Other Sources of Asbestos Exposure at GM Salina
Boilers were used at GM in Salina to provide steam for production processes and heating. These boilers contained asbestos insulation materials on the inside and the outside, and they were connected to a network of pipes, pumps and valves with asbestos insulation, gaskets and packing material. Floor, ceiling and wall protection in boiler rooms also contained asbestos materials. Boilermakers, mechanics, laborers and other workers who maintained and repaired these high-temperature equipment networks were exposed to asbestos.
Throughout the GM Salina plant, asbestos building materials such as cement, sheetrock, paint, spackling and patching compounds, flooring and roofing materials, firebrick, and electrical panels may also have contained asbestos. Asbestos was disturbed during construction, renovation and demolition projects, exposing all workers in the vicinity to deadly asbestos dust.
History of General Motors Salina
The former General Motors Inland Fisher Guide plant in Salina started as the manufacturing facility of the Brown-Lipe Gear Company in 1895. Brown-Lipe gears became popular with automobile makers, and the plant also began making three-speed car transmissions. Brown-Lipe later became Brown-Lipe-Chapin (BLC). The new company manufactured differentials, transmission parts, and clutches.
BLC became a division of General Motors in 1923. GM closed the plant for several years but resumed production in 1936. BLC made car parts that included headlamps, hub caps, bumper guards, steering gears and emblems. In 1961, BLC was consolidated into GM’s Ternstedt Division, which at the time was GM’s third-largest unit. The Ternstedt Division merged with the Fisher Body Division in 1968.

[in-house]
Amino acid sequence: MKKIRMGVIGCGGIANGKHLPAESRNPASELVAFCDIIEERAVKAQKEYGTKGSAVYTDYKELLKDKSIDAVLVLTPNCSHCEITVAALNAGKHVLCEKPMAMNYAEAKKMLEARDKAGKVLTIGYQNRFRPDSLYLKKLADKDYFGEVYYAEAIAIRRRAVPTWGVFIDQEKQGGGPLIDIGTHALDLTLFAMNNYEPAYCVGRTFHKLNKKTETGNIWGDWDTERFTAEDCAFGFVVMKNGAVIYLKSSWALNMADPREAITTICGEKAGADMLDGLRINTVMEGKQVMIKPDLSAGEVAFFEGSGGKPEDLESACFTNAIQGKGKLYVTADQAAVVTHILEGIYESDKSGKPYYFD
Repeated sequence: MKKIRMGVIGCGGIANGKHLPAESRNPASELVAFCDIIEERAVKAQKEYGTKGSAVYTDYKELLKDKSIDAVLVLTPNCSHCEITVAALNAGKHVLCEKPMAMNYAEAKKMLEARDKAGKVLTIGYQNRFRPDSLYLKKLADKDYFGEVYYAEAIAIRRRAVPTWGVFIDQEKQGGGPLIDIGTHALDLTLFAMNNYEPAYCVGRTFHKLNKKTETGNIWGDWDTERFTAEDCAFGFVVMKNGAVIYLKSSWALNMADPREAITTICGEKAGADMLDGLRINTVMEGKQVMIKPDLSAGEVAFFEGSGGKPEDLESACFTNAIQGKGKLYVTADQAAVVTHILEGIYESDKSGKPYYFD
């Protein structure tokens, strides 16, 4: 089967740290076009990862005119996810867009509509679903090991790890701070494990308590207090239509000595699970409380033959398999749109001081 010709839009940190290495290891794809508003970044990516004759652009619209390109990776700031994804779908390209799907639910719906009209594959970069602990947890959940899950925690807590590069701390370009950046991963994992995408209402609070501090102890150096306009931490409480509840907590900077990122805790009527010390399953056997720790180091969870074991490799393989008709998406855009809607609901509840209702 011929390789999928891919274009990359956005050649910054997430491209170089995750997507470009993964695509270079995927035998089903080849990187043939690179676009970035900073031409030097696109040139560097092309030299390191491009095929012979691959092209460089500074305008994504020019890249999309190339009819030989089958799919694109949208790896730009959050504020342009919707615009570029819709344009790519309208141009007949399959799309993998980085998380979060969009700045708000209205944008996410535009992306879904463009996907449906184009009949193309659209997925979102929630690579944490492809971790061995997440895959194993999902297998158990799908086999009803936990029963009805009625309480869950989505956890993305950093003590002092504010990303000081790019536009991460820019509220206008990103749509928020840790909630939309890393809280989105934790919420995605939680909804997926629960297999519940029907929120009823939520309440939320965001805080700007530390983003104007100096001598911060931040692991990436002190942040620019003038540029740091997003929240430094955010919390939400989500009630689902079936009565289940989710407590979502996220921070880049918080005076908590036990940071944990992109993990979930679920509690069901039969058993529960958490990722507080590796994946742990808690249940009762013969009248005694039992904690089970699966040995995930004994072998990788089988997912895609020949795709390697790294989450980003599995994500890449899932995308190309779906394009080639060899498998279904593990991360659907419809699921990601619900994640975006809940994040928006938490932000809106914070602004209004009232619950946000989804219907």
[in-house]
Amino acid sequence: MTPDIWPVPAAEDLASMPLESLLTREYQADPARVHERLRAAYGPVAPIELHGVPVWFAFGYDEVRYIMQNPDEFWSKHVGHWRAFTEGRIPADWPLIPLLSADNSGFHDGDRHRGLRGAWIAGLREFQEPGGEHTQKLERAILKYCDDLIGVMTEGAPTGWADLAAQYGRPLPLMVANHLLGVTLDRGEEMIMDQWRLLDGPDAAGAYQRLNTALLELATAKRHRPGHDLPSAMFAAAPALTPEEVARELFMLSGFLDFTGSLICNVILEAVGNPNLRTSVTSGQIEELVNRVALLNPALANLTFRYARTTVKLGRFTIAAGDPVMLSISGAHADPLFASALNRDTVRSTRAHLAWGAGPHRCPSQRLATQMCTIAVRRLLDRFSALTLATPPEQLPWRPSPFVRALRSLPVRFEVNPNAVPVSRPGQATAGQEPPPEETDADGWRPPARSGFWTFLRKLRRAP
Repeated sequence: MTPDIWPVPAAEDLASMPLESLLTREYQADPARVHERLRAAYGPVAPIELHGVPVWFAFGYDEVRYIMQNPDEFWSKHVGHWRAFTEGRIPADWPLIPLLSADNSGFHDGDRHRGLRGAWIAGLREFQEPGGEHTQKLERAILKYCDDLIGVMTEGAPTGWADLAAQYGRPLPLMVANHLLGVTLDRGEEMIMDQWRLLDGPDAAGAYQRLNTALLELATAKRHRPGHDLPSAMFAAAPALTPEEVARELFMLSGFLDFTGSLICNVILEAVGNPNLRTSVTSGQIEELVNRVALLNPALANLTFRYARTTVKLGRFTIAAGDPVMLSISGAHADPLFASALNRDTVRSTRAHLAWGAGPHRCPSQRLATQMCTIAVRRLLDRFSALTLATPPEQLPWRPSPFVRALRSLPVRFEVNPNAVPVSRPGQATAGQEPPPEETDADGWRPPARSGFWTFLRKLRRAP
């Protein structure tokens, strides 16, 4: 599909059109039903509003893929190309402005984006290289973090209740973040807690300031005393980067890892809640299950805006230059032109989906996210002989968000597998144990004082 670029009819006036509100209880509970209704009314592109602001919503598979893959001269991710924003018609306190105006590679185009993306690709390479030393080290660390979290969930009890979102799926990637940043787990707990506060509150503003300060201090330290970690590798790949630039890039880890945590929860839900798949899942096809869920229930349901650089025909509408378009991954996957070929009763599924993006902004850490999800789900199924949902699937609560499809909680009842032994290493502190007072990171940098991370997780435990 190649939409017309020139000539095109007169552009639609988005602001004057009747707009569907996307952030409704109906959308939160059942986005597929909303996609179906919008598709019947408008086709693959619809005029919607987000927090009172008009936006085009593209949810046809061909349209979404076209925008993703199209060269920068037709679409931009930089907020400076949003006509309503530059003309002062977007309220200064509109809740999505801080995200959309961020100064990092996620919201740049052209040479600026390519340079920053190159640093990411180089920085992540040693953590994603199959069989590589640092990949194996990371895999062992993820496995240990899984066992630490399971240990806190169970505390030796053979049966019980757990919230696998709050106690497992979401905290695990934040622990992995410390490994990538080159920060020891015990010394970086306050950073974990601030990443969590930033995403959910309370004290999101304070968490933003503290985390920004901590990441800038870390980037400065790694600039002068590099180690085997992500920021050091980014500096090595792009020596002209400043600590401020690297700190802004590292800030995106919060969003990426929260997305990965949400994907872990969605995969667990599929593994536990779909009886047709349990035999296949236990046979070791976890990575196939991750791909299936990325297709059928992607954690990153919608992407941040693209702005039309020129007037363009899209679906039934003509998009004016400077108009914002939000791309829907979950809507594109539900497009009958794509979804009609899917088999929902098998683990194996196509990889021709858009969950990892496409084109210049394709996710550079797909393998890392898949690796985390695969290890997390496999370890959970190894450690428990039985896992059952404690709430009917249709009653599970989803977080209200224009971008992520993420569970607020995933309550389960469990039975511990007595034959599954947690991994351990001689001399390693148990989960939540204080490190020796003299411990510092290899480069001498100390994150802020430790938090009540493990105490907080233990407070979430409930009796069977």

Injection molding operations replaced the plant’s metal finishing and die casting by the early 1970s. In 1992, the year before the plant closed, it made plastic trim parts for GM cars and minivans and employed 1,300 people. The closing of the plant in 1993 was a major blow to the Syracuse area economy, but the industrial park that now occupies the site employed 450 workers in 2014 and has the potential to one day rival the number of jobs at the GM factory.
Legal Help for Asbestos Victims and Their Families
Companies used asbestos products for decades knowing they could cause cancer and respiratory disease. Patients diagnosed with mesothelioma are victims of the asbestos industry and may be able to obtain compensation for the losses they have suffered.
Belluck & Fox has recovered more than $1 billion for asbestos victims and their families. Our goal is to obtain maximum compensation for clients using our decades of experience, in-depth industry knowledge and vast resources. If you worked at General Motors in Salina and were diagnosed with asbestos disease, our New York mesothelioma lawyers at Belluck & Fox can help you hold negligent asbestos companies accountable. Learn more during a free case review.
- Syracuse.com: Former GM factory in Salina finds new life as industrial park
- Syracuse.com: Polluted former General Motors sites in Central New York to get M for cleanup
- Syracuse.com: Throwback Thursday: General Motors announces plans to close Salina plant in 1992
- New York State Department of Environmental Conservation: General Motors – Inland Fisher Guide Fact Sheet
- Motors Liquidation Company Asbestos PI Trust